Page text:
Identifying your assets
Worksheet 2 is about clarifying your talents, skills and achievements. It can be hard to do this straight away so the worksheet is divided into two sections:
The first part (Questions 1, 2 & 3) are exploratory. This is where you need to think expansively about all the things that you like doing, those that you think you are good at or those that you are most proud of. Once you have collected an exhaustive list under all these topics, it will be far easier to outline your real achievements – both objective (‘hard’) and subjective (‘soft’).
Essentially in the first part of the worksheet (Questions 1, 2 & 3) you are making notes so that putting in your actual achievements (Questions 4 & 5) will be a much simpler process.
Preparation / groundwork
In answering Questions 1, 2 & 3 think in the very broadest sense about your talents, skills and interests. Think as creatively as you can about what makes you happy, what you are good at and what you have done in any aspect of your life which you are proud of. Make each list as long and as comprehensive as you want.
Your answers here will help you fill out the achievements section of the worksheet (Questions 4 & 5).
1. What makes you happy / what do you like doing?
2. What are you good at?
3. What are you most proud of?
Once you have completed Questions 1, 2 & 3 use these answers to complete Questions 4 & 5.
4. Outline your objective achievements – write a comprehensive list
These are all the ‘official’ qualifications that you have, the ones that have been formally awarded to you, such as:
- Exam qualifications
- Music grades
- LAMDA grades
- Qualifications from hobbies eg. sports (football, skiing, athletics, tennis, swimming, lifesaving, PADI licence etc)
- Driving licence
- Post-graduate / diplomas / vocational training eg. law, stockbroking exams, HR, Public sector, PGCE, etc
- Other qualifications which you may have which have nothing to do with your chosen career eg. DoE, HGV licence, upholstery, plumbing
- Work based awards / promotions – eg. employee of the month, sales awards etc.
5. Outline your subjective achievements – think creatively, make your list as full as possible
These are your more personal or ‘soft’ achievements, such as hobbies (eg. playing in bands, taking part in political or social causes); or positive character traits or behaviours you have exhibited which cannot be measured as such but undoubtedly are achievements (eg. volunteering, learning a new skill at a later age); rescuing a pet, learning to cook, bringing up a child as a single parent) etc.
You could also include things here which you are not naturally good at but have worked hard to achieve results in eg. getting maths GCSE; overcoming a fear of heights; learning to drive or dive or or anything else which didn’t come easily. Often the things we struggle most with are the ones which best demonstrate the positive aspects of our character.
Additionally, you might include much softer factors here which demonstrate what matters to you. They could be political, social or cultural eg.
- Supporting BLM or standing up to the school bully
- Visiting old people in their homes or listening to your grandparents repeat the same story many times without showing them that you’ve heard it before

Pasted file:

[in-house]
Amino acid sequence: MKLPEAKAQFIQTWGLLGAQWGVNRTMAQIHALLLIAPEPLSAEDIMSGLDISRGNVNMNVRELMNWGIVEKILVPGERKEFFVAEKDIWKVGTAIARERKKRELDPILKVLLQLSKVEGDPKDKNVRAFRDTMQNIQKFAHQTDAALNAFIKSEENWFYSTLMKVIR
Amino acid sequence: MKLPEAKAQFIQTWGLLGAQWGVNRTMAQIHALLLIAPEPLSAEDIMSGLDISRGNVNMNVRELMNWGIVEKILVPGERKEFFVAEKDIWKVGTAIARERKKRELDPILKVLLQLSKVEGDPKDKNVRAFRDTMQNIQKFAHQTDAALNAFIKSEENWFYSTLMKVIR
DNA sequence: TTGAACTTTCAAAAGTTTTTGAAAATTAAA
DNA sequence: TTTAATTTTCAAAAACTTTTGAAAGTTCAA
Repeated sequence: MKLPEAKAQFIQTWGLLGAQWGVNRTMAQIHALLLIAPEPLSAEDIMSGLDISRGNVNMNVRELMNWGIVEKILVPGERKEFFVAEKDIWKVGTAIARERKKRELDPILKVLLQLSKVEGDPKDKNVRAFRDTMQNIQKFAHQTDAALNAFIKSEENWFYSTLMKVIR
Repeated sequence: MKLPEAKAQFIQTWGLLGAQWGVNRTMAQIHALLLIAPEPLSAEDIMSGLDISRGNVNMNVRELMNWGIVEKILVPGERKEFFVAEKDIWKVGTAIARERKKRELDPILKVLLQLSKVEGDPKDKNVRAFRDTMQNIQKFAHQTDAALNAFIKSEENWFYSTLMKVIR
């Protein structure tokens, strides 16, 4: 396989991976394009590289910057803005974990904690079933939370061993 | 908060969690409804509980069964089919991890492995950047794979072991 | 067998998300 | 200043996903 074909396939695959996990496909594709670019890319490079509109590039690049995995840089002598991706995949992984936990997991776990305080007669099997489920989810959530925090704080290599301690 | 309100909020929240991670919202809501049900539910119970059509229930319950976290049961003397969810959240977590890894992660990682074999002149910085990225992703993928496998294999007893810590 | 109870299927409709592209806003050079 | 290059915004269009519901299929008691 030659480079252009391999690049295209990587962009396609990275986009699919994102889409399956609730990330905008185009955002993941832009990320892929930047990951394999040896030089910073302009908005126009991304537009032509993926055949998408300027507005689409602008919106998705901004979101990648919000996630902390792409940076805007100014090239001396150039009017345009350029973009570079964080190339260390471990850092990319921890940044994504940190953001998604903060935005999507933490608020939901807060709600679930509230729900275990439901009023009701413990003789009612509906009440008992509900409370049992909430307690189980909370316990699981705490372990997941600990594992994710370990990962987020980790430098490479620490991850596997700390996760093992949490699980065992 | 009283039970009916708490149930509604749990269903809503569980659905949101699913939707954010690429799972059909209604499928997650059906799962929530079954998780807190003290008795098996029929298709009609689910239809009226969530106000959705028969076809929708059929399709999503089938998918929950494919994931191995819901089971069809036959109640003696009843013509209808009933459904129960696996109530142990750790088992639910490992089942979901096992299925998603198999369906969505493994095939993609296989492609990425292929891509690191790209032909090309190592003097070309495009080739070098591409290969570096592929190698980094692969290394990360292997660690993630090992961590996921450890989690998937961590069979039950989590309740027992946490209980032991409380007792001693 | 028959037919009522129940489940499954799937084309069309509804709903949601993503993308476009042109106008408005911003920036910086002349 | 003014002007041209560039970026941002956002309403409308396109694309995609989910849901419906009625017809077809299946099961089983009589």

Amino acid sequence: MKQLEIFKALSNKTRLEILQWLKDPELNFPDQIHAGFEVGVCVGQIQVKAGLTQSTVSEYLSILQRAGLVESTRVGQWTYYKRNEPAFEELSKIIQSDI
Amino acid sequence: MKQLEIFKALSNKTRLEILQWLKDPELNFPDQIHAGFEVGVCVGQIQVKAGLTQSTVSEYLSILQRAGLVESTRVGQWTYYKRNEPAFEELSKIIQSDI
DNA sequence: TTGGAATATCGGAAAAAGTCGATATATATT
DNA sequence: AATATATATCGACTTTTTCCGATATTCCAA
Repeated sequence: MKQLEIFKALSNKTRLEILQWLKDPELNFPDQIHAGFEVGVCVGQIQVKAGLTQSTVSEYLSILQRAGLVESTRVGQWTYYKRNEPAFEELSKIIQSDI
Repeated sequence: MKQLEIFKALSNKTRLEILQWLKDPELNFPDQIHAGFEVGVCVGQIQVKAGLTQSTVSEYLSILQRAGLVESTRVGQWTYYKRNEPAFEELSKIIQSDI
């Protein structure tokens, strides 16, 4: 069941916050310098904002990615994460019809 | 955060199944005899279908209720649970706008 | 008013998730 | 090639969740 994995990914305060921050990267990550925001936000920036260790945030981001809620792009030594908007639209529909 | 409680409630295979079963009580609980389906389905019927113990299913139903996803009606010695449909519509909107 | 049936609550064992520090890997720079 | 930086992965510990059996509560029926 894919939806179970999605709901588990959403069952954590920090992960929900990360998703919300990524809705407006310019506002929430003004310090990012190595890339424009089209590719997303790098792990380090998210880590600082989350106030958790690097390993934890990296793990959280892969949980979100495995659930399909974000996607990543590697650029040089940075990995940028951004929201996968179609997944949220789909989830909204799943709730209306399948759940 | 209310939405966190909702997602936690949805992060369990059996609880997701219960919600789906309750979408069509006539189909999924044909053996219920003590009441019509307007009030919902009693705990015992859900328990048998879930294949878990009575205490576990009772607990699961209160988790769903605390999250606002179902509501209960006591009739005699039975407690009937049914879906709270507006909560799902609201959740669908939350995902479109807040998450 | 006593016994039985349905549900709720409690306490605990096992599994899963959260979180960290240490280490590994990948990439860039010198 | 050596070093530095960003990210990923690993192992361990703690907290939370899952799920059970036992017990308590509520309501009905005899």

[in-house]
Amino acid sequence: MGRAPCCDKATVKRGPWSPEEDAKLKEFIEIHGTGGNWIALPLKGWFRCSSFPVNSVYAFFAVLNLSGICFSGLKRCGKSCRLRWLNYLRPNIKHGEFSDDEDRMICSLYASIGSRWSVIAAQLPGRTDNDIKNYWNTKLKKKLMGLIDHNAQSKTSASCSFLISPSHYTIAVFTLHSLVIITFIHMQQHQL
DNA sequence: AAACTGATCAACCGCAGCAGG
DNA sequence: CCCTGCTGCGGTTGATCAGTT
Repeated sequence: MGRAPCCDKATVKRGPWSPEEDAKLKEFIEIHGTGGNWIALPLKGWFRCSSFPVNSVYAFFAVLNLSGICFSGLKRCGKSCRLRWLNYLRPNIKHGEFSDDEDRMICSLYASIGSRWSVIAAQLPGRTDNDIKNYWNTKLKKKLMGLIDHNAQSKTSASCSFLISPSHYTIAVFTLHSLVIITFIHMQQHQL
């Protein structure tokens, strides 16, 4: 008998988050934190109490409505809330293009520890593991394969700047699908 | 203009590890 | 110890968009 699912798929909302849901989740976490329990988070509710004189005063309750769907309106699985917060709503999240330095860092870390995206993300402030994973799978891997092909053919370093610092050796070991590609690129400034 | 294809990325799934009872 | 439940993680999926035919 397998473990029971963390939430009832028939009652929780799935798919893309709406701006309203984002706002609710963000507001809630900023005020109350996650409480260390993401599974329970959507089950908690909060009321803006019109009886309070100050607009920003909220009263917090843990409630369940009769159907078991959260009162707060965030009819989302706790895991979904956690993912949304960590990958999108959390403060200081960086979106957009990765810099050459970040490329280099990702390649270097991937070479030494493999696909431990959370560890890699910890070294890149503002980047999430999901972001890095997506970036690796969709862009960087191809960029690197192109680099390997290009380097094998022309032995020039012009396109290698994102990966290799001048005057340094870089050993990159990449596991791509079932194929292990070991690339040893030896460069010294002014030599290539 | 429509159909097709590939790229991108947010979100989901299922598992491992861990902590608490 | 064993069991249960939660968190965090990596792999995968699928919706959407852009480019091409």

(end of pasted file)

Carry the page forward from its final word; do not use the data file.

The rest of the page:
- Showing compassion
- Showing common sense
- Showing good judgement
- Being fair and open minded
Some things to think about:
- Hobbies – eg. music, drama, clubs or societies. Don’t just think about what you have done but think about why they are achievements. What do they say about you? For example, if you helped set up or run a club for fun – what did that bring you / what did you learn? If you learned a musical instrument what has it brought you? What does appearing in drama productions or helping behind the scenes say about you and why is that important?
- Work success – not just specific awards but more subjective factors such as challenging projects you completed; or how you have dealt with difficult clients or even difficult managers or you might have stepped up to manage a team suddenly, written articles or even organised the Christmas party etc
Which do you think are your three most important?
Of all the achievements you have listed, which are the three you think are the most important to you?
This might be a little tricky as all of your achievements – both official and subjective – will be important in some way in demonstrating a positive aspect about you. Choosing only three doesn’t mean ignoring the rest, it is simply a way of thinking about what your stand-out achievements or talents are. It’s a useful exercise to do here as it will help you when you come to creating your personal brand in Step 3 and particularly your summary.
If you find it difficult to pick only three then just try and put them in a priority order – which do you think are the most important and the least important bearing in mind what you are you are trying to achieve with your working life.
Meeting the needs of your proposed target audience
Once you have completed the achievements section, look over it and compare it to the work you did in Worksheet 1 about your target audience.
How do you measure up? Do you meet their required needs and skills? If not, ask yourself the following questions:
- What can I add to my achievements section?
- Have I missed something out?
- Should I take up a new hobby / skill to demonstrate that I do have the requisite skill set?
- Or, should I think about another career direction?
How well do you meet their needs?
What can you add / develop to meet their needs more exactly and enhance your chances of landing your dream role?
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